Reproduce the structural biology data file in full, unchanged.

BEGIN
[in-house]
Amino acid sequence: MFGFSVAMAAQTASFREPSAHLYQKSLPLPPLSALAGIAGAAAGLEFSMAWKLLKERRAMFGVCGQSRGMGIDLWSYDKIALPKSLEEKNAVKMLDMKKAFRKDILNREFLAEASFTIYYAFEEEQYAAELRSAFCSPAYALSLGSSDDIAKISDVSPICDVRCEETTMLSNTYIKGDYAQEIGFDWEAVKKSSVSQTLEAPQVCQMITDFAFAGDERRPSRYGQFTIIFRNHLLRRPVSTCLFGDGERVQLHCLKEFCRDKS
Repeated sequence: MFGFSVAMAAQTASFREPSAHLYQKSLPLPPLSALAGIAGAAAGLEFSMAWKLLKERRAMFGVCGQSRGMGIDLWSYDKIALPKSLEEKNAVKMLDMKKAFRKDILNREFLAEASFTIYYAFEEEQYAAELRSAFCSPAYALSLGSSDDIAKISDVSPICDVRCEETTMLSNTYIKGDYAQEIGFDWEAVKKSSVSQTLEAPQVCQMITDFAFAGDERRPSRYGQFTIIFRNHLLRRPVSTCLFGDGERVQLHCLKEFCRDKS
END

[in-house]
Amino acid sequence: MFGFSVAMAAQTASFREPSAHLYQKSLPLPPLSALAGIAGAAAGLEFSMAWKLLKERRAMFGVCGQSRGMGIDLWSYDKIALPKSLEEKNAVKMLDMKKAFRKDILNREFLAEASFTIYYAFEEEQYAAELRSAFCSPAYALSLGSSDDIAKISDVSPICDVRCEETTMLSNTYIKGDYAQEIGFDWEAVKKSSVSQTLEAPQVCQMITDFAFAGDERRPSRYGQFTIIFRNHLLRRPVSTCLFGDGERVQLHCLKEFCRDKS
Repeated sequence: MFGFSVAMAAQTASFREPSAHLYQKSLPLPPLSALAGIAGAAAGLEFSMAWKLLKERRAMFGVCGQSRGMGIDLWSYDKIALPKSLEEKNAVKMLDMKKAFRKDILNREFLAEASFTIYYAFEEEQYAAELRSAFCSPAYALSLGSSDDIAKISDVSPICDVRCEETTMLSNTYIKGDYAQEIGFDWEAVKKSSVSQTLEAPQVCQMITDFAFAGDERRPSRYGQFTIIFRNHLLRRPVSTCLFGDGERVQLHCLKEFCRDKS